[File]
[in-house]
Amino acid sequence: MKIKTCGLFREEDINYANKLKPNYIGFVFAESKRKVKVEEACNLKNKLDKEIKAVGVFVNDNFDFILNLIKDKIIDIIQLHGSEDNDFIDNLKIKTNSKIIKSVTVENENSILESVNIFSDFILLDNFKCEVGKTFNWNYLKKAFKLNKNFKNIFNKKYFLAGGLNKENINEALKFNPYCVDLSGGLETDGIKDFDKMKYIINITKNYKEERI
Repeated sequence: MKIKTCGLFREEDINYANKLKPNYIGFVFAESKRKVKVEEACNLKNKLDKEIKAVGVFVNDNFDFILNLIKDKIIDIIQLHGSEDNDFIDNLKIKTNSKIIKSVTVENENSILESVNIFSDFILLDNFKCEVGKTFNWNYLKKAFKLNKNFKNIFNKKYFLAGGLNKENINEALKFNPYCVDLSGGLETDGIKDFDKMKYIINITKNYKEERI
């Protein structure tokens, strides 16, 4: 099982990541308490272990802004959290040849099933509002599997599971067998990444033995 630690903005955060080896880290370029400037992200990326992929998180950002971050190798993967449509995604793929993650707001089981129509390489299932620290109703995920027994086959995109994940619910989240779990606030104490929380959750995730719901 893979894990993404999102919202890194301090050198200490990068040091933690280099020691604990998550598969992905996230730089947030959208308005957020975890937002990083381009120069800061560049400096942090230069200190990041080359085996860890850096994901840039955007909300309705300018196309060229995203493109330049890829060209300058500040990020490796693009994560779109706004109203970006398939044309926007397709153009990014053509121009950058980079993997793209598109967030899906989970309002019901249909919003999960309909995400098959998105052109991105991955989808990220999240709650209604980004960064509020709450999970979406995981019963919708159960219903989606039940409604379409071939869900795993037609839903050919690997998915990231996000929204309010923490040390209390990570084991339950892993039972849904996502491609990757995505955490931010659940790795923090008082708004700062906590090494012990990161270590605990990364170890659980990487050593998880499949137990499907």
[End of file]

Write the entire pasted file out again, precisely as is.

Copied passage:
[in-house]
Amino acid sequence: MKIKTCGLFREEDINYANKLKPNYIGFVFAESKRKVKVEEACNLKNKLDKEIKAVGVFVNDNFDFILNLIKDKIIDIIQLHGSEDNDFIDNLKIKTNSKIIKSVTVENENSILESVNIFSDFILLDNFKCEVGKTFNWNYLKKAFKLNKNFKNIFNKKYFLAGGLNKENINEALKFNPYCVDLSGGLETDGIKDFDKMKYIINITKNYKEERI
Repeated sequence: MKIKTCGLFREEDINYANKLKPNYIGFVFAESKRKVKVEEACNLKNKLDKEIKAVGVFVNDNFDFILNLIKDKIIDIIQLHGSEDNDFIDNLKIKTNSKIIKSVTVENENSILESVNIFSDFILLDNFKCEVGKTFNWNYLKKAFKLNKNFKNIFNKKYFLAGGLNKENINEALKFNPYCVDLSGGLETDGIKDFDKMKYIINITKNYKEERI
């Protein structure tokens, strides 16, 4: 099982990541308490272990802004959290040849099933509002599997599971067998990444033995 630690903005955060080896880290370029400037992200990326992929998180950002971050190798993967449509995604793929993650707001089981129509390489299932620290109703995920027994086959995109994940619910989240779990606030104490929380959750995730719901 893979894990993404999102919202890194301090050198200490990068040091933690280099020691604990998550598969992905996230730089947030959208308005957020975890937002990083381009120069800061560049400096942090230069200190990041080359085996860890850096994901840039955007909300309705300018196309060229995203493109330049890829060209300058500040990020490796693009994560779109706004109203970006398939044309926007397709153009990014053509121009950058980079993997793209598109967030899906989970309002019901249909919003999960309909995400098959998105052109991105991955989808990220999240709650209604980004960064509020709450999970979406995981019963919708159960219903989606039940409604379409071939869900795993037609839903050919690997998915990231996000929204309010923490040390209390990570084991339950892993039972849904996502491609990757995505955490931010659940790795923090008082708004700062906590090494012990990161270590605990990364170890659980990487050593998880499949137990499907």